Cabott said the city is talking with Raven officials about possibly extending their bin services until it makes more progress in setting up a system.

Raven officials told the Star last week that was a possibility, so long as they were satisfied Whitehorse was actually working on the issue and making progress, and whether the services extension would be financially feasible.

The subject also came up in the legislature on Tuesday.

Currie Dixon, the leader of the Yukon Party, questioned the government about what is happening.

“I think that it’s pretty clear that the Yukon government needs to be involved in some sort of solution,” he said.

The program’s $2-million annual cost estimate “is a significant chunk of money, especially for a municipality the size of Whitehorse,” Dixon added.

“And so I think it’s only likely that they would be going to be looking for funding support.

“What we were asking about today, it was what sort of level of support can they expect to receive, they’re going to need to make some decisions about what steps to take in the near future, and the minister wasn’t willing to provide any public information about that.”

In his response, Community Services Minister Richard Mostyn was at his combative best.

“It’s fishing season this afternoon here in the Yukon Legislative Assembly,” he said.

“I see the hooks being tossed out, but I’m not taking the bait. I am not conducting a negotiation about recycling here on the floor of the legislative assembly,” the minister added

“I know that the members opposite are now really engaged and interested in recycling because Yukoners, frankly, are engaged in recycling, and they want to know what’s happening. It’s a big issue.”

The government “is here to support the city as they start up a new municipal curbside recycling program, in whatever way it looks,” Mostyn told the legislature.

“There are many ways we can do that. Those talks are ongoing, and I know the members opposite want a spoiler. That’s not happening this afternoon.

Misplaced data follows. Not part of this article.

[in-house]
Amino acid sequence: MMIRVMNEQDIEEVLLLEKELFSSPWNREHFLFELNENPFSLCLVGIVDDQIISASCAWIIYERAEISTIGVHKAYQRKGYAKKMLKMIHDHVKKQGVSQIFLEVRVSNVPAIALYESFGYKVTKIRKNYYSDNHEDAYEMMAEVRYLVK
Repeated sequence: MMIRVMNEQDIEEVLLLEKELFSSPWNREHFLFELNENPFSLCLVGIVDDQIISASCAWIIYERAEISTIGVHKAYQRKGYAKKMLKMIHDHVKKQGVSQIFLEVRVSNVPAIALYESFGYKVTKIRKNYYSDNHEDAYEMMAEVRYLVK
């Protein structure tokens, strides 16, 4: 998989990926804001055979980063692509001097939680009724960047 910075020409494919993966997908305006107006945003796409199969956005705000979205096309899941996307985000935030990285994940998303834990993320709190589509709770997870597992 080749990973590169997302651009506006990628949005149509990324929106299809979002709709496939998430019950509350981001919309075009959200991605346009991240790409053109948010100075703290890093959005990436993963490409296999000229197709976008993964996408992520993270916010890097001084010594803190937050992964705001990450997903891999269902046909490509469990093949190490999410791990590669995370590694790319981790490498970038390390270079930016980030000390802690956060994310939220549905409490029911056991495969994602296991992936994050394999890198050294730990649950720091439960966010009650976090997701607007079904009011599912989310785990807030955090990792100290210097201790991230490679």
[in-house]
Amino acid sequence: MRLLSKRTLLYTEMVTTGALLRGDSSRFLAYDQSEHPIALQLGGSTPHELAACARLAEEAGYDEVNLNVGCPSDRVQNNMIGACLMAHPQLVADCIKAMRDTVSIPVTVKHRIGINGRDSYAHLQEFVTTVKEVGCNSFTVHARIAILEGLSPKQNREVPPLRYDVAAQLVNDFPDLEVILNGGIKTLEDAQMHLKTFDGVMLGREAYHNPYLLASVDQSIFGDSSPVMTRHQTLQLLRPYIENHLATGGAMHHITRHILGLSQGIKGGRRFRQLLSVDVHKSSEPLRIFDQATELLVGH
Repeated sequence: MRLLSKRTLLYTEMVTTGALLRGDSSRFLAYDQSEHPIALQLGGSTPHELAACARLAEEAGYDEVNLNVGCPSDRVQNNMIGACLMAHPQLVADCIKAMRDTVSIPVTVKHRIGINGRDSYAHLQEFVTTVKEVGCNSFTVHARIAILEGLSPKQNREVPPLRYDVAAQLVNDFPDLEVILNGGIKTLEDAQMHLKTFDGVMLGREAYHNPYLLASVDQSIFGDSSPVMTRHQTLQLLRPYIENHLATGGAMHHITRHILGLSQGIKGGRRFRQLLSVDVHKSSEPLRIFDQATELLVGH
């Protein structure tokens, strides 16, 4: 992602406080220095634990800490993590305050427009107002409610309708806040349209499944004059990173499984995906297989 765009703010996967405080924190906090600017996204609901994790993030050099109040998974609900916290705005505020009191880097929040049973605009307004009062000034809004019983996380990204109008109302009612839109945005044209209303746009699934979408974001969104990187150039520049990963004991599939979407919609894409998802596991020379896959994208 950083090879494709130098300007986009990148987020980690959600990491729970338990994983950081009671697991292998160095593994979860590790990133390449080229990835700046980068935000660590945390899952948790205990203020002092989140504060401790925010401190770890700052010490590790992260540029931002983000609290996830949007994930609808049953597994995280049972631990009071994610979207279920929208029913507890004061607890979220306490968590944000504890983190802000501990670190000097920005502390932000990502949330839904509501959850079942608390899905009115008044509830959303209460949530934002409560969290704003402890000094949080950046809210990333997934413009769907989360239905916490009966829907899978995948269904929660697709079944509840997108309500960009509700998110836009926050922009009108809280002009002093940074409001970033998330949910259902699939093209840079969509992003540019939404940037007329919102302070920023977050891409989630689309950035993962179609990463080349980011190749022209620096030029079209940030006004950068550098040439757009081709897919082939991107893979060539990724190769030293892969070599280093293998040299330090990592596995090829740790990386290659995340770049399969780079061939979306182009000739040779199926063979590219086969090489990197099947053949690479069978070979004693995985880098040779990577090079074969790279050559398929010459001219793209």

“They will have to wait until we get a deal with the city, Raven ReCentre, and other recyclers on what that curbside recycling system looks like,” the minister said.

Comments (5)

Up 10 Down 0

Tater on Nov 20, 2023 at 10:14 pm

As I understand it, no recyclers down south want our material and it's going to end up in the dump. Instead, let's gather the worthless recyclables and the city can purchase a "clean" incinerator and recover the heat for buildings.

Up 9 Down 0

Max Mack on Nov 20, 2023 at 9:27 pm

Will Raven continue to receive millions in taxpayer dollars now?

The EPR scheme promises to raise prices of almost all packaged goods by taxing 'producers'.

Additionally, CoW is suggesting that utility charges will have to increase to pay for curb-side pickup.

Looks like the consumer is getting it every which way.

Remember when base utility charges paid for dump operations?

Up 14 Down 1

Pjt1959 on Nov 18, 2023 at 6:54 am

Maybe we should cut Raven tax dollars down. We the public have tax dollars going to them. That seems to be overlooked by them

Up 31 Down 4

nopes on Nov 16, 2023 at 9:05 am

Ugh more expenses on the way for the average homeowner. At least make it a voluntary/opt-in program.

Up 29 Down 3

Am I Naive? on Nov 15, 2023 at 7:31 pm

Can YG give the $ Raven received to COW? That might help.